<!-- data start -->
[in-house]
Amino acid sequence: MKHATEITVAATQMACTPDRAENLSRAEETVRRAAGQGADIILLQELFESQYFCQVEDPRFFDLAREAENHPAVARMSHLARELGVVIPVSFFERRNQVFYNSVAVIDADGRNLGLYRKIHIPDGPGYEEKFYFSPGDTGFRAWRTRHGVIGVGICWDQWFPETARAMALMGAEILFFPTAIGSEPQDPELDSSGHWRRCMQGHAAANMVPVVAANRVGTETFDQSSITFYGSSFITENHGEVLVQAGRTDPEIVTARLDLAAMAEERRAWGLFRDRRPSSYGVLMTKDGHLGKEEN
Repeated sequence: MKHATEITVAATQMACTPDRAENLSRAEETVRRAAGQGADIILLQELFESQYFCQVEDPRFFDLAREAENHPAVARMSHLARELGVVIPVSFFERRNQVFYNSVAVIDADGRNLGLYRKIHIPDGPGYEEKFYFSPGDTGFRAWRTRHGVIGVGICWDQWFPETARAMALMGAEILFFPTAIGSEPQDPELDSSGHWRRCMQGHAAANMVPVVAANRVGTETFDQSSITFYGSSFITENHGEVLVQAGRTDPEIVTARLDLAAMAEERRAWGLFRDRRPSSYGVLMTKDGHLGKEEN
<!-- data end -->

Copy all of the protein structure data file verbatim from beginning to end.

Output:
[in-house]
Amino acid sequence: MKHATEITVAATQMACTPDRAENLSRAEETVRRAAGQGADIILLQELFESQYFCQVEDPRFFDLAREAENHPAVARMSHLARELGVVIPVSFFERRNQVFYNSVAVIDADGRNLGLYRKIHIPDGPGYEEKFYFSPGDTGFRAWRTRHGVIGVGICWDQWFPETARAMALMGAEILFFPTAIGSEPQDPELDSSGHWRRCMQGHAAANMVPVVAANRVGTETFDQSSITFYGSSFITENHGEVLVQAGRTDPEIVTARLDLAAMAEERRAWGLFRDRRPSSYGVLMTKDGHLGKEEN
Repeated sequence: MKHATEITVAATQMACTPDRAENLSRAEETVRRAAGQGADIILLQELFESQYFCQVEDPRFFDLAREAENHPAVARMSHLARELGVVIPVSFFERRNQVFYNSVAVIDADGRNLGLYRKIHIPDGPGYEEKFYFSPGDTGFRAWRTRHGVIGVGICWDQWFPETARAMALMGAEILFFPTAIGSEPQDPELDSSGHWRRCMQGHAAANMVPVVAANRVGTETFDQSSITFYGSSFITENHGEVLVQAGRTDPEIVTARLDLAAMAEERRAWGLFRDRRPSSYGVLMTKDGHLGKEEN